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Posted by : RodDungate on Mar 15, 2018 - 02:49 PM RSC
The Dog Beneath the Skin by W.H. Auden and Christopher Isherwood

Jermyn Street Theatre(short walk from Piccadilly Circus) until 31st March
125 minutes including interval

Veronica Stein, 14th March, 2018.

Stylish performances for a script that lacks real substance 

In the quaint English town of Pressan Ambo, Alan Norman (Pete Ashmore) has been chosen as the most recent delegate to go out in search of Frances, a Pressan local who has been missing for a decade. In return for his efforts- should he be successful-he will marry Frances’s sister, (Rujenne Green). With his trusty new canine friend by his side (Cressida Bonas), he goes off on a madcap tour through 1930s Europe, including cabaret halls and corrupt train compartments, executions and asylums, and of course, political despotism and intrigue. Upon his return home, nothing is the same.

The Jermyn Street theatre has been quite ambitious in its Scandal season and its culminating production follows suit. Auden and Isherwood, though masters in their own right, get a bit indulgent with the poetry in this particular work- when everything is a rhyming couplet it all seems to sound a bit like mush, and it doesn’t help when plenty of important details (settings, for example) are imaginary. The commentary in many moments is prescient and pertinent, but seems to stifle the narrative in its entirety. The satire is so busy developing that the characters stay stock still. The cautionary ending is perhaps the most successful chapter of the evening, but it takes entirely too long to get there.

All of this is not to say that the performances are lacking, for despite the style over substance of the script, the multi-roling cast do their best to tell the story for what it’s worth. Pete Ashmore and Cressida Bonas as the only actors playing singular characters do well to maintain a focal point in the revolving door of location and characters around them, with Bonas doing an admirable job of physicalizing the titular dog while maintaining a sense of the surreal as opposed to the ridiculous. Edmund Digby Jones and Eva Feiler are also spectacular in their comic timing and their care in respecting the genre. Feiler’s piano work is almost as absorbing as her many turns as pseudo-narrator (though her pre-recorded narration could do with a bit more energy), and Digby Jones succeeds in his mutifarious endeavors. As a tyrannical vicar brings purpose and much needed vitality to the ending of The Dog Beneath the Skin.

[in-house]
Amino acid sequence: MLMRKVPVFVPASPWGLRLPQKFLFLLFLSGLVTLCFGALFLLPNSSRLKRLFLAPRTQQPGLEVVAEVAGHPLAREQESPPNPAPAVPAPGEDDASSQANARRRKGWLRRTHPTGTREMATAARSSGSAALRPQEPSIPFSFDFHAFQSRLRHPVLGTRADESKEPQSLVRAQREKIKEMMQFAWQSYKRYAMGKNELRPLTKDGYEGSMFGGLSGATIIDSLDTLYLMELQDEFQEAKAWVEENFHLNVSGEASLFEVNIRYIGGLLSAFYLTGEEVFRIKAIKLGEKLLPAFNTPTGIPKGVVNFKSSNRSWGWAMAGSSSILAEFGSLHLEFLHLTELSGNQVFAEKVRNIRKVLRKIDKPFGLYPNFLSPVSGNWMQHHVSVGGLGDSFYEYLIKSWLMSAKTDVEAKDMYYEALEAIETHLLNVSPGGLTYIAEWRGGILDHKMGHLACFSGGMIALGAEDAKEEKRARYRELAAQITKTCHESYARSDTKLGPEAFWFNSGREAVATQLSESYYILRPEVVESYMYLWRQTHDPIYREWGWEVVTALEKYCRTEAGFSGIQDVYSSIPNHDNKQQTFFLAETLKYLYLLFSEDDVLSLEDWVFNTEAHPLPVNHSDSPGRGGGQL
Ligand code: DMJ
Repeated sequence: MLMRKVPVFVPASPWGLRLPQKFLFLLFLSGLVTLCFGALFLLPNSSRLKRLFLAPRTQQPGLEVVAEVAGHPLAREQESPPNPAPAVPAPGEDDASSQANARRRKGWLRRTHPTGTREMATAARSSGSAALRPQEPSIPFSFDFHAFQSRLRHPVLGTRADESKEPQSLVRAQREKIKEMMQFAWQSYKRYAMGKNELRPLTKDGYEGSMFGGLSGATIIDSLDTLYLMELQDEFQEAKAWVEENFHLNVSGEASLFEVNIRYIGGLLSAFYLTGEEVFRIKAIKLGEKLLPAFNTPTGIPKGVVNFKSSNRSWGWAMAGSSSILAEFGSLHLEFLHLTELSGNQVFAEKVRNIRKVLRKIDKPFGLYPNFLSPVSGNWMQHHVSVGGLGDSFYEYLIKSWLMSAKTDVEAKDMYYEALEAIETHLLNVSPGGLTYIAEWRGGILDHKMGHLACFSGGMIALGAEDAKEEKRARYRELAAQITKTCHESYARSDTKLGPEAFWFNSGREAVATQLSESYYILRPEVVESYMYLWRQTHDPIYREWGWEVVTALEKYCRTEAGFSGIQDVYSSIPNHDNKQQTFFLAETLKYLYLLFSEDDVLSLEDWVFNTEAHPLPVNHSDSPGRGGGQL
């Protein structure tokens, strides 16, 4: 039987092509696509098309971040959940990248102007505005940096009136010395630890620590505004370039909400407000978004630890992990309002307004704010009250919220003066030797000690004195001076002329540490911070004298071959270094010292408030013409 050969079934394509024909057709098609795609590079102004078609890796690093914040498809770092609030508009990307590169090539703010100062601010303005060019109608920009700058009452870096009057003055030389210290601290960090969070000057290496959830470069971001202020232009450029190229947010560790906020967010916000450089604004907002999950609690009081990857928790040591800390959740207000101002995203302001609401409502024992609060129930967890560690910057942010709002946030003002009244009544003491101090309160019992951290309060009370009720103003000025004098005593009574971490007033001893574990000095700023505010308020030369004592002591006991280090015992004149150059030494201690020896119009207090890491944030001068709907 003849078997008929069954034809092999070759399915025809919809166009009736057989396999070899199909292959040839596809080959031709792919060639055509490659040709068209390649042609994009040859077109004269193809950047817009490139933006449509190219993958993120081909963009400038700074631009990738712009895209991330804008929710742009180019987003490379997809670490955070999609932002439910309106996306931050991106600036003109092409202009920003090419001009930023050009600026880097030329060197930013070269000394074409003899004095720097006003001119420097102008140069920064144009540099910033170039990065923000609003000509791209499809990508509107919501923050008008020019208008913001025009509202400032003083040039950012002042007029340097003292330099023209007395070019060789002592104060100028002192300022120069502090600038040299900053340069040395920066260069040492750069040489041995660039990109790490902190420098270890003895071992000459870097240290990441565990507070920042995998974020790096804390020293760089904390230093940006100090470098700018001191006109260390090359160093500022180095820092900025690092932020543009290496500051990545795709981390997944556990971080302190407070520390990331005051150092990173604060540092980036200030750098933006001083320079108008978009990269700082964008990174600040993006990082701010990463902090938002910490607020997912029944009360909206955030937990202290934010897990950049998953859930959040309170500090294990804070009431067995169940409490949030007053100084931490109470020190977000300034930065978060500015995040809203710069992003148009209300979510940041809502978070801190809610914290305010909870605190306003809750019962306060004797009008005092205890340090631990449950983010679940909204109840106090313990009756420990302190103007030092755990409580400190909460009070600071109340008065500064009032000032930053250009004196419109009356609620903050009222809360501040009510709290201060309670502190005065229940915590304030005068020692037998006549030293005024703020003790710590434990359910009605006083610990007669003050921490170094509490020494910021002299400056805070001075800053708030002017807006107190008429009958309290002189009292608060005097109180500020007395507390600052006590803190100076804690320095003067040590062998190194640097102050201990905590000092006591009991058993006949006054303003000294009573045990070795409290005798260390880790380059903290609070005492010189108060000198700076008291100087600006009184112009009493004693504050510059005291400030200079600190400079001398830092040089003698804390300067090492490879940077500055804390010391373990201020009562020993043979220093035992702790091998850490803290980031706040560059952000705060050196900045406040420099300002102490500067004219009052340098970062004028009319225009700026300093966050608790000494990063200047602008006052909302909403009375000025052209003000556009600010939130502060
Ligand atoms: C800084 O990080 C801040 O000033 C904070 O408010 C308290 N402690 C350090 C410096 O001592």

Rebecca Brower’s design work is also excellent, for having visited Jermyn Street many times I can confidently say the playing space has never looked so large or multi-dimensional. With such a relatively large cast, Ste Clough’s movement direction clarifies the many transitions and musical chairs. Though the music does not often advance the happenings on stage, it is executed with grace and the opening and closing number is haunting and effective.
The Dog Beneath the Skin at the Jermyn Street Theatre as produced by Proud Haddock makes sense out of disorganized source material with confidence and many standout performances. In Isherwood’s seminal work, Sally Bowles is memorable not only for her story but for who she is- I can’t say that any of the characters in The Dog Beneath the Skin carry the same privilege. Beneath the skin of the Dog Beneath the Skin is a powerful message- it just takes a lot of sifting to get to it.


Alan Norman: Pete Ashmore
The Dog: Cressida Bonas
Ensemble: Edmund Digby Jones, Eva Feiler, Rujenne Green, Suzann Mclean, James Marlowe, Adam Sopp

Director: Jimmy Walters
Designer: Rebecca Brower
Lighting Designer: Catherine webb
Sound Design: Dinah Mullen
Music: Jeremy Warmsley
Movement Director: Ste Clough

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